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October 31, 2014

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NV Energy proposes closures at Reid Gardner in shift from coal to cleaner energy

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STEVE MARCUS / LAS VEGAS SUN file

Nellis Air Force Base hosts one of the nation’s largest solar photovoltaic systems. The Nellis array provides enough electricity to power thousands of homes.

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The coal-fired Reid Gardner Generating Station near Moapa is shown April 5, 2007. The spots near the smokestacks are "ghost" reflections of the lights on the plant, which can occur in digital cameras while shooting a point light source.

After a year of waiting, NV Energy announced a $600 million plan to replace four coal-fired power plants with cleaner energy sources.

NV Energy plans to replace 800 megawatts of coal-generated electricity with an array of natural gas and solar energy facilities.

The utility company is requesting approval to begin permitting up to 4,000 acres of land north of Las Vegas for solar development while developing both the 200-megawatt Moapa Solar Project and the 15-megawatt Nellis Air Force Base Solar Array II. It is also bidding for three solar plants that would each produce 100 megawatts.

It will attain the 274-megawatt natural gas-fired Las Vegas Cogeneration units and the 222-megawatt Sun-Peak Generating Facility.

The decision comes a year after the Nevada Legislature passed Senate Bill 123, legislation that directed NV Energy to develop a plan to significantly reduce emissions. The result was the utility company choosing to close three units of the coal-fired Reid Gardner Generating Station near Moapa, northeast of Las Vegas, by the end of 2014 and its final unit by the end of 2017. It also ordered the utility company to divest its interest in the Navajo Generating Station in Arizona.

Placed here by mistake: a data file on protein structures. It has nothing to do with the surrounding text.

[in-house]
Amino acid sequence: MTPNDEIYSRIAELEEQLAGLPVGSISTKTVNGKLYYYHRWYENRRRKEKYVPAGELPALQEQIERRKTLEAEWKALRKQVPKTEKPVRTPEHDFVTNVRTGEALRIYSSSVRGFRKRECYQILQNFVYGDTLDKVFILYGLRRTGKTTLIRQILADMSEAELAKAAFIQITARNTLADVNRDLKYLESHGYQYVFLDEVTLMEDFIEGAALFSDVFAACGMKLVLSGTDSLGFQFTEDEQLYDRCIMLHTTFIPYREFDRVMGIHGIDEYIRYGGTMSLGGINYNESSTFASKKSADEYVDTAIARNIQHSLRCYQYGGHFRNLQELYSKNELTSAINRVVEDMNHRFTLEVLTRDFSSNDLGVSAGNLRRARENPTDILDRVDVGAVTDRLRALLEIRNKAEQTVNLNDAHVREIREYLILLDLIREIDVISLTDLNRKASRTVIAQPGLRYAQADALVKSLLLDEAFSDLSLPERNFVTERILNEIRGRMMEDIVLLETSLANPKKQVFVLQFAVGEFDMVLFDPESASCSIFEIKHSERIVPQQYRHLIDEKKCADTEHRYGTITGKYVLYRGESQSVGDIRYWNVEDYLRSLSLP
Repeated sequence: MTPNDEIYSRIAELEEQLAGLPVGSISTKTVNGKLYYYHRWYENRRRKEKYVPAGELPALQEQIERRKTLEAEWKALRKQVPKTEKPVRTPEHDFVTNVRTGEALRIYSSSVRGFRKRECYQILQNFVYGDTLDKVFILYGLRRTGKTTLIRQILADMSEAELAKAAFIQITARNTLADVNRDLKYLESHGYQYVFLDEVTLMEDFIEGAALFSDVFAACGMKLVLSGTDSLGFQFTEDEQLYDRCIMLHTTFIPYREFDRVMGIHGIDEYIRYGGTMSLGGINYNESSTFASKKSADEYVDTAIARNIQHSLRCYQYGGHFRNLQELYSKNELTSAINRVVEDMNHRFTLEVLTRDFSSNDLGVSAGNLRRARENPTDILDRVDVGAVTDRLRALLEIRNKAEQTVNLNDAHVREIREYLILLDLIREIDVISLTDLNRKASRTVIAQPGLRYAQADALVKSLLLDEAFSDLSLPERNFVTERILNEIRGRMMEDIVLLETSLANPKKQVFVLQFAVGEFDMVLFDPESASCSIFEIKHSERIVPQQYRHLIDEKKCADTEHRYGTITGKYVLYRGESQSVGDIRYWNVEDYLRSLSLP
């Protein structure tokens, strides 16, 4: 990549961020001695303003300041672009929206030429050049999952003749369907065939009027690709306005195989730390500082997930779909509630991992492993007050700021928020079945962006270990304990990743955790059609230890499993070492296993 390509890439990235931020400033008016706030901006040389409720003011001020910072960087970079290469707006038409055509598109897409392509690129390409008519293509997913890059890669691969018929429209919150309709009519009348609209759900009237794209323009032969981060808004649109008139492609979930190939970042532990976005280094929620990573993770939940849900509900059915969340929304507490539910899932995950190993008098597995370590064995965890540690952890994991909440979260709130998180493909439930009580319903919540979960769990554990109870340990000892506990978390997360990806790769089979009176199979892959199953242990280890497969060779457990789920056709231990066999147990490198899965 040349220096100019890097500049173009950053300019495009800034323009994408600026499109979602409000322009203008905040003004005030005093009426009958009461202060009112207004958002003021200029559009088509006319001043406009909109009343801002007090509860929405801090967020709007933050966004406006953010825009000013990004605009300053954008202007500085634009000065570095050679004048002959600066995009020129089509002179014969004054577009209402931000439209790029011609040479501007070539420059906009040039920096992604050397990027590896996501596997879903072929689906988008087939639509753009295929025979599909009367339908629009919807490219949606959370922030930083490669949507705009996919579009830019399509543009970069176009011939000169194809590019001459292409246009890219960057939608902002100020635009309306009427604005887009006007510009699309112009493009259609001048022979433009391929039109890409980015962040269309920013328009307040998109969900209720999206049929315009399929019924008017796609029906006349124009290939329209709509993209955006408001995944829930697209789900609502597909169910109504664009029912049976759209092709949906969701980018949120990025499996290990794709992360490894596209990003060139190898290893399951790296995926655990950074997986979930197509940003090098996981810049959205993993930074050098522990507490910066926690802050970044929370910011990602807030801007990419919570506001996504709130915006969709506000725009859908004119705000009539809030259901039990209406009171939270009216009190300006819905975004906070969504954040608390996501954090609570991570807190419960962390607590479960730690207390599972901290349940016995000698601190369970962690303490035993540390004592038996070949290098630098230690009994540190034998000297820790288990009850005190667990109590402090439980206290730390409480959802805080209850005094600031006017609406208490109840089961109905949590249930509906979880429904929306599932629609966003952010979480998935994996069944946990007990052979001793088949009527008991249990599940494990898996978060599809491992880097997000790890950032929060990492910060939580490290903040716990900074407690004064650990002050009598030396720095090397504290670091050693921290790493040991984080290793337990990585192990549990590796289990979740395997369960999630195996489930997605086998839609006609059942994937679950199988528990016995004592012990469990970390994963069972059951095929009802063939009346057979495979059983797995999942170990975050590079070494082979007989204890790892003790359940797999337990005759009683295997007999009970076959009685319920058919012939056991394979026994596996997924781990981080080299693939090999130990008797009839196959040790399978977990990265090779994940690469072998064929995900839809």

It comes on the eve of an Environmental Protection Agency ruling scheduled for next month that will outline new regulations for existing power plants.

NV Energy’s framework, titled the Emissions Reduction and Capacity Replacement Plan, was anticipating the uncertainty of operating coal, said NV Energy spokeswoman Jennifer Schuricht.

Democrat lawmakers and environmental activists are applauding NV Energy’s proposal.

“Las Vegas was recently ranked as one of America’s most polluted cities, and this announcement is a positive step forward to change that,” Rep. Steven Horsford, D-Nev., said in a statement.

For green-energy activists and members of the Moapa Band of Paiutes, the decision has been a long time in the making. The Reid Gardner plant on the tribe’s reservation has been a point of contention for years. Many members claim the plant’s emissions are the cause of preventable diseases.

“I am so proud for the Moapa Band of Paiutes, who for nearly 50 years, have had pollution literally raining on them from the Reid Gardner plant,” said U.S. Senate Majority Leader Harry Reid.

For the past several years, the Sierra Club has worked with the Moapa Band of Paiutes, who live adjacent to the Reid Gardner coal plant, to advocate for its closure and cleanup, according to a press release from the nonprofit advocacy group. Tribal members and the Sierra Club attribute the power plant to cases of asthma, lung disease, heart disease and others that may be related to the plant’s toxic coal ash dust.

“By closing Reid Gardner, choosing to build more renewable energy and buying existing gas plants instead of building new ones, the company’s plan will reduce harmful smog and limit climate-disrupting carbon pollution,” said Barbara Boyle, Sierra Club Beyond Coal Campaign representative, in a media release.

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